Kamala Harris doesn’t reject US student’s ‘ethnic genocide’ claim against Israel

In class at George Mason University, vice president tells woman who decries American military aid for the Jewish state that ‘your truth should not be suppressed’

US Vice President Kamala Harris speaks to students about voting rights, at George Mason University in Fairfax, Virginia, September 28, 2021. (AP Photo/Jacquelyn Martin)
US Vice President Kamala Harris speaks to students about voting rights, at George Mason University in Fairfax, Virginia, September 28, 2021. (AP Photo/Jacquelyn Martin)

US Vice President Kamala Harris did not push back against a university student who accused Israel of “ethnic genocide” during an event Wednesday.

Harris gave a talk about voting rights to a class at George Mason University in Virginia, then took questions from the students, one of whom said “a lot of taxpayer money is allocated for funding the military, whether it’s in backing Saudi Arabia or in Palestine.”

The student went on to note what she described as “astronomical numbers” at pro-Palestinian protests over the summer, apparently referring to demonstrations during the May conflict between Israel and Gaza terror groups.

“But then just a few days ago there were funds allocated to continue backing Israel, which hurts my heart because it’s an ethnic genocide and a displacement of people — the same that happened in America — and I’m sure you’re aware of this,” she said.

The US House of Representatives last week approved $1 billion in funds for Israel’s Iron Dome missile defense system in a 420-9 vote. The measure, which the Biden administration supports, must still be approved by the Senate.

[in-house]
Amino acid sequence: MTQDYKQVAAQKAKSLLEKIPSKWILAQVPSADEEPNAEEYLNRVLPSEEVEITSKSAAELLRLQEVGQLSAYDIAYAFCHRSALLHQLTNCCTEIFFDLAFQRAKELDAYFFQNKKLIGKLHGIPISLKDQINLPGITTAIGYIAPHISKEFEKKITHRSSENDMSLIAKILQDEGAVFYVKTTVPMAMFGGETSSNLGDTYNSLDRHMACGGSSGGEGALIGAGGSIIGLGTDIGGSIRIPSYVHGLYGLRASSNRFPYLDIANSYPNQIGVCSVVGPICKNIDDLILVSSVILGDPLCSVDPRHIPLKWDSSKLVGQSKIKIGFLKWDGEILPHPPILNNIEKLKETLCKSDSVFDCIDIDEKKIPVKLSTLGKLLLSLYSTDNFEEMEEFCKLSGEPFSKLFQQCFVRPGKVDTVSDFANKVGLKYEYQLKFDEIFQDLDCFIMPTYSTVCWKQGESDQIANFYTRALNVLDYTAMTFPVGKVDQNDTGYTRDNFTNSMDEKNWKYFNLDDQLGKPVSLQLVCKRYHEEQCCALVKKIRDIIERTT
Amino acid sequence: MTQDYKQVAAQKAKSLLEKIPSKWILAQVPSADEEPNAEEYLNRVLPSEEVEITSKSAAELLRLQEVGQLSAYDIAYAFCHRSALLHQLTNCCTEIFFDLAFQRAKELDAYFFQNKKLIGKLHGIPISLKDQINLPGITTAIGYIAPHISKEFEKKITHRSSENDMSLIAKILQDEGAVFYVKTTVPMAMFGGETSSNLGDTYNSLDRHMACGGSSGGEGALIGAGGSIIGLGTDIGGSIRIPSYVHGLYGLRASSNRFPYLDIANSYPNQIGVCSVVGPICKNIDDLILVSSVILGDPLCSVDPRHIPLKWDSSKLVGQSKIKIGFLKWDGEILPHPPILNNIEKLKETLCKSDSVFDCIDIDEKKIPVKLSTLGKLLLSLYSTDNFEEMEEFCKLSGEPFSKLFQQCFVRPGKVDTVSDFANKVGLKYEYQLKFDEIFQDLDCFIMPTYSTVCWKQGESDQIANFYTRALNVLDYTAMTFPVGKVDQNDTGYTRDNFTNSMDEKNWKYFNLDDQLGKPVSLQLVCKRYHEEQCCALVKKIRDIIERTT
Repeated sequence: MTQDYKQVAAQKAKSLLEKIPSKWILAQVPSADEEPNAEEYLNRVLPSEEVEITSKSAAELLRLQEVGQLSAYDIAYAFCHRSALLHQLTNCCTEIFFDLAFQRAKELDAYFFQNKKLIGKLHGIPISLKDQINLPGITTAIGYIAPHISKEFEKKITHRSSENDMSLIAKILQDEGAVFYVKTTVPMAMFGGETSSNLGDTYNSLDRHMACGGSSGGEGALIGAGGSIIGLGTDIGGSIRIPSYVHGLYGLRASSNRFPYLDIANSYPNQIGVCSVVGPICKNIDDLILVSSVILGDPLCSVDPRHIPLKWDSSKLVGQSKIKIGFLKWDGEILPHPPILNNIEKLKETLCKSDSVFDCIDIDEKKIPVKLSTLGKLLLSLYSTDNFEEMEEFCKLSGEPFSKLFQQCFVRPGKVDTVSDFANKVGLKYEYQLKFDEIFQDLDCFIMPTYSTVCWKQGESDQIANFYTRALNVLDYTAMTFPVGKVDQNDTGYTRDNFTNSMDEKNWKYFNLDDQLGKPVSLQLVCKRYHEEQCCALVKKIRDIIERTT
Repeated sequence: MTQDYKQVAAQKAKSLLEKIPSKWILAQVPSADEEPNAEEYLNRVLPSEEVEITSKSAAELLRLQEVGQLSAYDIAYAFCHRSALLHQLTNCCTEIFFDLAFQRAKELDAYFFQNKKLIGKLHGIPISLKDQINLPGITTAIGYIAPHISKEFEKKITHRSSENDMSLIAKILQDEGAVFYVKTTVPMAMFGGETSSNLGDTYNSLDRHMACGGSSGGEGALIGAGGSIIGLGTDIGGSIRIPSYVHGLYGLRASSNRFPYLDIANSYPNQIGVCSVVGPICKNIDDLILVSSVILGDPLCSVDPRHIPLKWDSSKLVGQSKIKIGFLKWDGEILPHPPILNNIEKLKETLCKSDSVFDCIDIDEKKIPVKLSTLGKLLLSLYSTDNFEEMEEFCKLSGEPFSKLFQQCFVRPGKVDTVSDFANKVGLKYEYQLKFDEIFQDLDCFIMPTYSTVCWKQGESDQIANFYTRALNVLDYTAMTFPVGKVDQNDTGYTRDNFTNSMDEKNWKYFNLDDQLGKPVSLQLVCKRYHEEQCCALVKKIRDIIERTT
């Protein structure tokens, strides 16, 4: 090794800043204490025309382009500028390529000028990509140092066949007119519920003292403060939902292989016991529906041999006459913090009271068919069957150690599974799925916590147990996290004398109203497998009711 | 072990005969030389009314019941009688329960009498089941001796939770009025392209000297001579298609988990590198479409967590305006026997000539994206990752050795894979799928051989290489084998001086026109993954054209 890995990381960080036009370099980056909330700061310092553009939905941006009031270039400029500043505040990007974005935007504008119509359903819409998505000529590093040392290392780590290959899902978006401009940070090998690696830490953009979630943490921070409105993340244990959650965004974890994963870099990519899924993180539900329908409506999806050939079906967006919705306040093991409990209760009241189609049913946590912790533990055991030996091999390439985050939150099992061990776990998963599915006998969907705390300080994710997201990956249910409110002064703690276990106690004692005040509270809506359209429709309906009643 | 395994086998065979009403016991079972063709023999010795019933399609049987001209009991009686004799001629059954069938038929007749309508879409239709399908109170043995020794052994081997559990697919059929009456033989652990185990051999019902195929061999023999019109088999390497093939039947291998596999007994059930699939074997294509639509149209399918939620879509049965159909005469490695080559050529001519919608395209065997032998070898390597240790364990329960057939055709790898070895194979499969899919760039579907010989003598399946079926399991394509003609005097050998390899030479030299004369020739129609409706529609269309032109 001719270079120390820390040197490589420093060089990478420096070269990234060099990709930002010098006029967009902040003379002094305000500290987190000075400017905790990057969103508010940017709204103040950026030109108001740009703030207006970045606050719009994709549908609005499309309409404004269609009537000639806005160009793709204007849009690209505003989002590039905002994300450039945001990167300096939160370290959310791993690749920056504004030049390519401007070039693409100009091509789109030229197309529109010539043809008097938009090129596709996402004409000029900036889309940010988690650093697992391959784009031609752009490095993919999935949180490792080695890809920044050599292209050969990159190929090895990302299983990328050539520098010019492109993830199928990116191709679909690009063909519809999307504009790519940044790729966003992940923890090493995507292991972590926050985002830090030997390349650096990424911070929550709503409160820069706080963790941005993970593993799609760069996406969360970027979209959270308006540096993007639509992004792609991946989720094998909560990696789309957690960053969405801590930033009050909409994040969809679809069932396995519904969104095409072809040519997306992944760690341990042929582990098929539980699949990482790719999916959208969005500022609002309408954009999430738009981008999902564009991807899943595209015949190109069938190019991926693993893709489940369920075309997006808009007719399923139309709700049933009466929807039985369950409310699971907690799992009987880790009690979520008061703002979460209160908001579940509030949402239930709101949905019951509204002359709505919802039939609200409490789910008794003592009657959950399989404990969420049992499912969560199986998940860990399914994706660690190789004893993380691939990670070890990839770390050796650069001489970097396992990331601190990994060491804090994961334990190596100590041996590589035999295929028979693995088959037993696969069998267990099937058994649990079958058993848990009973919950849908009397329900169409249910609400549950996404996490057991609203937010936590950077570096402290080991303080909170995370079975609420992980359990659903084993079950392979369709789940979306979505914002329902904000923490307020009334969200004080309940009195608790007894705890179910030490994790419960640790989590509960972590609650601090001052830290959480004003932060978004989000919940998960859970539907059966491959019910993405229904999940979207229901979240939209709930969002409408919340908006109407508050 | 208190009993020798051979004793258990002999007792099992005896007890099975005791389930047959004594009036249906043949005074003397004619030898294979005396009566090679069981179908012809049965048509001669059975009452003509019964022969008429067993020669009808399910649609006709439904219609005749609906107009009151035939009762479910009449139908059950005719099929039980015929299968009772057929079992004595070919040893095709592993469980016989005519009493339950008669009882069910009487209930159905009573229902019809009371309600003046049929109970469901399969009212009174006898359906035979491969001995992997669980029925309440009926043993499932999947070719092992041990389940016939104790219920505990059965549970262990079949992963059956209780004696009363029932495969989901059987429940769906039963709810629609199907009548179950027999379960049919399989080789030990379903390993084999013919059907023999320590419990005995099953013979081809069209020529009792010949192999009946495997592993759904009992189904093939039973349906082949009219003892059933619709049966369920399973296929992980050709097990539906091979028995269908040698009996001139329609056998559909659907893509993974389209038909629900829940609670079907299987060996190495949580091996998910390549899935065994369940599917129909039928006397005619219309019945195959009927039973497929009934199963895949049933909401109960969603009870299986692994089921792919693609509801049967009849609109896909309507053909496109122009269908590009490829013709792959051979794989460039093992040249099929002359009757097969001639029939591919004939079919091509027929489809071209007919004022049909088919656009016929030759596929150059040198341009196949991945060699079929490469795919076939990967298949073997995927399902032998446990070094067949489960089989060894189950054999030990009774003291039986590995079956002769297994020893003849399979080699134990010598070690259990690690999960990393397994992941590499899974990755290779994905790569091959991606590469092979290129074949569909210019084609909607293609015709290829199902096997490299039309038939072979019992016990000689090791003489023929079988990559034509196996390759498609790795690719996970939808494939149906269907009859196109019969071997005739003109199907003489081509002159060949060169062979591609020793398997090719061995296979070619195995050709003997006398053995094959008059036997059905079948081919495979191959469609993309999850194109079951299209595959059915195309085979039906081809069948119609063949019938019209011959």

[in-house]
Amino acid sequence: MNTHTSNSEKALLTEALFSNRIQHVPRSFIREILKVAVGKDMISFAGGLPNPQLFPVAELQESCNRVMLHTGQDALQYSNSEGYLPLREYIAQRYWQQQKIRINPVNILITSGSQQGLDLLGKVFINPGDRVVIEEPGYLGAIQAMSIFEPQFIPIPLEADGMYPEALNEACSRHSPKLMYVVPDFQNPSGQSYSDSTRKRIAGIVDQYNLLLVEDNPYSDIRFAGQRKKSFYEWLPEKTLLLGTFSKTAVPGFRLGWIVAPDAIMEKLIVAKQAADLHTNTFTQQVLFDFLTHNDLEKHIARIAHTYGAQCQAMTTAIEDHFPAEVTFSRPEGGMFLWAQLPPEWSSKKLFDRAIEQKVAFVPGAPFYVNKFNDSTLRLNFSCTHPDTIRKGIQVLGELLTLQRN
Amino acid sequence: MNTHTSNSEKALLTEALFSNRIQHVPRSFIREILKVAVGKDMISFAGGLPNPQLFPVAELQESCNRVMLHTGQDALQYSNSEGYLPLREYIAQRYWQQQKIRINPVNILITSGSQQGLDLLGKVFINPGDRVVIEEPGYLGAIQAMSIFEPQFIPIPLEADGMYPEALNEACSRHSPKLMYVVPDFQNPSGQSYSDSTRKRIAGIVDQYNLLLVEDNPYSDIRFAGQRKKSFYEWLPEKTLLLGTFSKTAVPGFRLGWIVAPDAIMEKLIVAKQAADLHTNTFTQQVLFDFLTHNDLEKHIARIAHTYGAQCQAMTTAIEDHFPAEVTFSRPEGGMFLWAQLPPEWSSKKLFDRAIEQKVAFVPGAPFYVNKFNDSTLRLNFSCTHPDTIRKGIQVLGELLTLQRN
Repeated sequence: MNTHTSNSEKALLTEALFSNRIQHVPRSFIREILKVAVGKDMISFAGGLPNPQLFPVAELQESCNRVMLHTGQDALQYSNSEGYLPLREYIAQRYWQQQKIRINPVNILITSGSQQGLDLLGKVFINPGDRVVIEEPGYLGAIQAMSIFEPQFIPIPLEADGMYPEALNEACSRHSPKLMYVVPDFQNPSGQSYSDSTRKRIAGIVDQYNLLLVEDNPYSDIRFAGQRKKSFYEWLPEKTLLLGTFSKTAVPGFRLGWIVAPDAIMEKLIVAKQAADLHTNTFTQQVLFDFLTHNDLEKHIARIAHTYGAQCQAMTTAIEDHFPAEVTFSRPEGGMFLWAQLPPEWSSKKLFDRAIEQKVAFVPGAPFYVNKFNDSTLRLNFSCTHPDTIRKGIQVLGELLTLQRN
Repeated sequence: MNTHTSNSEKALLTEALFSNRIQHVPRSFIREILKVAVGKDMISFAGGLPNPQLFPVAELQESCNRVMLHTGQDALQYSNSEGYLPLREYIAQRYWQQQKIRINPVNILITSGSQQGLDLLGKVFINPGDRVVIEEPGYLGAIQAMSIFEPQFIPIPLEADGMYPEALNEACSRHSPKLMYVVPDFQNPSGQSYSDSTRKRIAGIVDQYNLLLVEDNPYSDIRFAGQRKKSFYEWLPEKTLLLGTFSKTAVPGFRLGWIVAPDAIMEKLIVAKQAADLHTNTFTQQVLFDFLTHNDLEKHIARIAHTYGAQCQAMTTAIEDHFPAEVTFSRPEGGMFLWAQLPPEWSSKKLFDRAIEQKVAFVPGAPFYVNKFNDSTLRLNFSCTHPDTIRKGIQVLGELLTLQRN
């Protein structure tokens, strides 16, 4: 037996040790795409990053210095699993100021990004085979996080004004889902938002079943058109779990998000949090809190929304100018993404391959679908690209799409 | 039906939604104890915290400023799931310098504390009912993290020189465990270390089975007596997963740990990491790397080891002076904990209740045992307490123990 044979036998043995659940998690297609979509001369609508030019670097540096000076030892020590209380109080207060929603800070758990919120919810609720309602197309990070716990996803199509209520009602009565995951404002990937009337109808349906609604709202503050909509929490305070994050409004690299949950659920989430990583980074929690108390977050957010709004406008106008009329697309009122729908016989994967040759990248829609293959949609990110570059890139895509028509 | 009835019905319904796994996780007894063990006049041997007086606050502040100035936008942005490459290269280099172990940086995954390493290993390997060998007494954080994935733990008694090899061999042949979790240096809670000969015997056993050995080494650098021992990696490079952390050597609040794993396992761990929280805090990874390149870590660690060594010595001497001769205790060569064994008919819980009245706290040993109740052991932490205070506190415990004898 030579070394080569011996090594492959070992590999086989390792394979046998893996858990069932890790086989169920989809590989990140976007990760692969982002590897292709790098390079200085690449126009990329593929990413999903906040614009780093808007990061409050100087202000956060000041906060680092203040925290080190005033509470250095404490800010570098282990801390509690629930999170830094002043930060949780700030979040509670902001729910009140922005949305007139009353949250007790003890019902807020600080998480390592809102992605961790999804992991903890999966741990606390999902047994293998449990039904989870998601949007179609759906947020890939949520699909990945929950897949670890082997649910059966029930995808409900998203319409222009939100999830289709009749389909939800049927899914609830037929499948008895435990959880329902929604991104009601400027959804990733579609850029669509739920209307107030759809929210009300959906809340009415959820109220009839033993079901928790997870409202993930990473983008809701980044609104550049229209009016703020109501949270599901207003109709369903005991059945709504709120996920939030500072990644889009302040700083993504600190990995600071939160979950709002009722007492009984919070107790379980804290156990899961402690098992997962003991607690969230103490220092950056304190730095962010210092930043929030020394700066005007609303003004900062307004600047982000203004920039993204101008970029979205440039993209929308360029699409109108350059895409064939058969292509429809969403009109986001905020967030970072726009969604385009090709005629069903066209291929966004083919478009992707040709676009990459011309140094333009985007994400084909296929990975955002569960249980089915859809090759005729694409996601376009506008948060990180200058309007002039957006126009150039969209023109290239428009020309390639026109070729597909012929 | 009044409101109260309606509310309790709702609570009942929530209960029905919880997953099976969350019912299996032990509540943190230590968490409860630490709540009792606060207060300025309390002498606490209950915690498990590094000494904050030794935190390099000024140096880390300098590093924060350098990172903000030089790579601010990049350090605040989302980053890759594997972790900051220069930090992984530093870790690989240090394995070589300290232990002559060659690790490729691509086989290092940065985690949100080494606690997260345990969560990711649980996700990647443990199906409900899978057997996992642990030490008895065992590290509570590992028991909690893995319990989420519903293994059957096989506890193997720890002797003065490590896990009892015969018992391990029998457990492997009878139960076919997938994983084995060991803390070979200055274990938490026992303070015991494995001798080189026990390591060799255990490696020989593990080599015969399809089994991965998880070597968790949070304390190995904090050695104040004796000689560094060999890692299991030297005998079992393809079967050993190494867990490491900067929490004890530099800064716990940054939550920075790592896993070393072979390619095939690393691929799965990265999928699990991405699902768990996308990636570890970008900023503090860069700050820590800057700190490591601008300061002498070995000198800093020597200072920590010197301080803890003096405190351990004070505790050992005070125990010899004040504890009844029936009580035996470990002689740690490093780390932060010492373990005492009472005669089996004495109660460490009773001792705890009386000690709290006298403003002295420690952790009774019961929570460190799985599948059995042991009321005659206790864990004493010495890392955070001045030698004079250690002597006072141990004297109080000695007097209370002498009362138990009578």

The student ended her remarks by saying, “I just feel like I need to bring this up because it affects my life and people I really care about…”

“I’m glad you did,” Harris said in response. “And again this is about the fact that your voice, your perspective, your experience, your truth should not be suppressed and it must be heard, right? And one of the things that we’re fighting for in a democracy, right, a democracy is its strongest when everybody participates…”

She added soon after: “The point that you are making about policy that relates to Middle East policy, foreign policy, we still have healthy debates in our country about what is the right path, and nobody’s voice should be suppressed on that.”

There was no later comment from the vice president’s office on the exchange, which was criticized by some Republican figures.

“Kamala Harris doesn’t have time to go the border, but she apparently has plenty of time to encourage anti-Israel, anti-Semitic falsehoods,” Republican Senator Josh Hawley of Missouri tweeted.

Halie Soifer, who heads the Jewish Democratic Council of America, retorted on Twitter, “Having worked for
@VP in the Senate on national security, I can personally attest to her strong & unwavering commitment to Israel’s security.”

“The VP’s exchange w/the student wasn’t about detailing her policy on Israel. It was about not silencing those who don’t share her view,” said Soifer, who worked as Harris’s national security adviser when the vice president was in the Senate.

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